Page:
Permanent restrictions for workers’ comp are a big deal in Pennsylvania. It means you are unlikely to fully recover from your work injury. In addition, it means you will likely continue living with pain and limitations for the rest of your life. Permanent restrictions can also lead to lots of changes in your worker’s comp case, including:
- Light-Duty Job Offer
- Independent Medical Evaluation
- Impairment Rating Evaluation
- Vocational Evaluation
What Are Permanent Restrictions for Workers’ Comp?
Permanent restrictions are your doctor’s orders to never return to regular work. These are usually only issued if your doctor believes you will never fully recover from your injury.
Often times, after you suffer a work injury and start treatment with a doctor, you will be given work restrictions. Sometimes, your doctor will take you completely out of work. Other times, your doctor may allow you to return to work with certain limitations. These are called light-duty restrictions. When you have light duty restrictions, your employer has the option of trying to give you work that complies with your restrictions.
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However, as time goes on, most work injuries improve. Permanent restrictions are rare because most injured workers can return to their normal daily life at some point. This is true even if you and your employer disagree about exactly when you recover.
On the other hand, if you are unable to get back to normal, your doctor may give you permanent restrictions. When this happens, it usually means the doctor believes you have reached a point in your recovery called “Maximum Medical Improvement,” or MMI. According to the Pennsylvania Department of Labor, MMI means that your condition is unlikely to improve substantially going into the future, regardless of whether you get additional medical treatment. In other words, you have likely recovered from your work injury as much as you possibly can. Unfortunately, you will have to learn to live with your pain and limitations.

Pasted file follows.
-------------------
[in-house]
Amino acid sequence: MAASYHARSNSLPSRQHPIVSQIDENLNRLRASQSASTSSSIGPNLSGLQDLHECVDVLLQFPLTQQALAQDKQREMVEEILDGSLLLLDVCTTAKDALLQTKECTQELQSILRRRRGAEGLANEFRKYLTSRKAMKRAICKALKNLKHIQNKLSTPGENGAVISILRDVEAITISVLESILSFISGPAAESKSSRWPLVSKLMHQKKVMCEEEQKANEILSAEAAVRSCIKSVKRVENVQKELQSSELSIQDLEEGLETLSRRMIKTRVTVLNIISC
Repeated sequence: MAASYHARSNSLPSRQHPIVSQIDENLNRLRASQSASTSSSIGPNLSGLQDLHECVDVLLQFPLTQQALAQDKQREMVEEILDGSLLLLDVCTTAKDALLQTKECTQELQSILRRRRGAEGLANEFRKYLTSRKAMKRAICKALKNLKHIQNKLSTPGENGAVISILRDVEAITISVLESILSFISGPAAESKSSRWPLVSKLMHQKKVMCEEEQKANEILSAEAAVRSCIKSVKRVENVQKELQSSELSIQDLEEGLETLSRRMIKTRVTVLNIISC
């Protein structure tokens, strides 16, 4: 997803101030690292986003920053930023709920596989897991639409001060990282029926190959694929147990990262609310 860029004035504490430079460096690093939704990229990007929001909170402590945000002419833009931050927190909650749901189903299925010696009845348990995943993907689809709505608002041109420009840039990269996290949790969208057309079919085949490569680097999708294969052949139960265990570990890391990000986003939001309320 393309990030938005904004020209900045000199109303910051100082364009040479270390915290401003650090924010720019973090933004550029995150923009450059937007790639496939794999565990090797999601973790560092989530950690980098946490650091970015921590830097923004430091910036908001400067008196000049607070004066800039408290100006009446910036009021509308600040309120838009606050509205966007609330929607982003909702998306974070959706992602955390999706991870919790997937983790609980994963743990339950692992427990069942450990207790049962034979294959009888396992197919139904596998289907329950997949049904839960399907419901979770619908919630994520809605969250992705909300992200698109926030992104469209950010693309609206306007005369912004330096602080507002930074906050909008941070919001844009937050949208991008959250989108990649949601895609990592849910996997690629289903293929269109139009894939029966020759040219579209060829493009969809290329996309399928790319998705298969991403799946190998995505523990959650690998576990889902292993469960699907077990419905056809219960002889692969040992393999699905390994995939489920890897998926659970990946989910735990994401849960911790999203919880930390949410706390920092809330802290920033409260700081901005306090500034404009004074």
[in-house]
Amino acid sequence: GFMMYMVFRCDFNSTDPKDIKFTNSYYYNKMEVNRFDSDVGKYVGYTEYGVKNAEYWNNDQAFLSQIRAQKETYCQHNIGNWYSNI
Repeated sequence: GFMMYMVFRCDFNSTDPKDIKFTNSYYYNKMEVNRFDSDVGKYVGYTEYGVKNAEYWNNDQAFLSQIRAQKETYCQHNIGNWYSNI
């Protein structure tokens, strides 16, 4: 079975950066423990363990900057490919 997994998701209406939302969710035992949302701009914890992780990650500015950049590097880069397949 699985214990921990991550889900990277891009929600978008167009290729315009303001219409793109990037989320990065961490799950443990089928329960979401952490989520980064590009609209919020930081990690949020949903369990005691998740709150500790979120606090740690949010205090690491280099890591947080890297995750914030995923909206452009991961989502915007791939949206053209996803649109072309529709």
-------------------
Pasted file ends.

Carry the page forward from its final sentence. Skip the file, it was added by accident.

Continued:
Will Everybody Agree With My Permanent Restrictions?
Many times, doctors will disagree whether you should have permanent restrictions for your workers’ comp injury. We frequently see these disagreements:
- You have multiple doctors, but not all of them agree that you have permanent restrictions. This could be because doctors with different specialties view your work injury differently.
- Your doctor believes you have permanent restrictions, but your employer’s doctor believes you have recovered from your work injury.
- Your doctor has not said anything about permanency, but you attended an Independent Medical Evaluation where the doctor said you have permanent restrictions.
In addition, you can still look on the bright side if you are given permanent restrictions. Since doctors can disagree whether you need permanent restrictions, you may still be able to fully recover from your work injury.
What Happens Now? Next Steps After Permanent Restrictions.
Once you are given permanent restrictions, lots of things can happen with your workers’ comp case. We have previously written about workers’ compensation benefits that are available in Pennsylvania. If the workers’ comp insurance company does nothing, you could receive wage loss and medical benefits for the rest of your life. However, this almost never happens. Instead, the workers’ comp insurance carrier has many tools they can use to negatively affect your benefits.
As a quick note, if you need to know how to obtain workers’ comp benefits in Pennsylvania, we have an entire article dedicated to that topic for you. Click here.
Light-Duty Job Offer
When you have permanent restrictions, your employer may choose to offer you light-duty work. Here, your employer will review your permanent restrictions and decide if they can give you work. Some employers have sophisticated light-duty programs that make it easy to offer you work. Other employers may have to make modifications to some of their regular jobs to comply with your permanent restrictions. Finally, some employers may not be able to accommodate your permanent restrictions at all.
Most employers will offer you light-duty work if they can. This is because bringing you back to a light-duty job reduces the amount of workers’ comp wage loss benefits they may have to pay you. Unfortunately, bringing you back to a light-duty job will also likely reduce the value of your workers’ comp settlement in the future.
Independent Medical Evaluation
Workers’ comp insurance carriers frequently send injured workers to Independent Medical Evaluations, or IMEs, in response to permanent restrictions for workers’ comp. Here, the insurance carrier likely disagrees with your doctor’s opinion that you require permanent restrictions. As a result, they will send you to an evaluation with their own doctor that they pay for.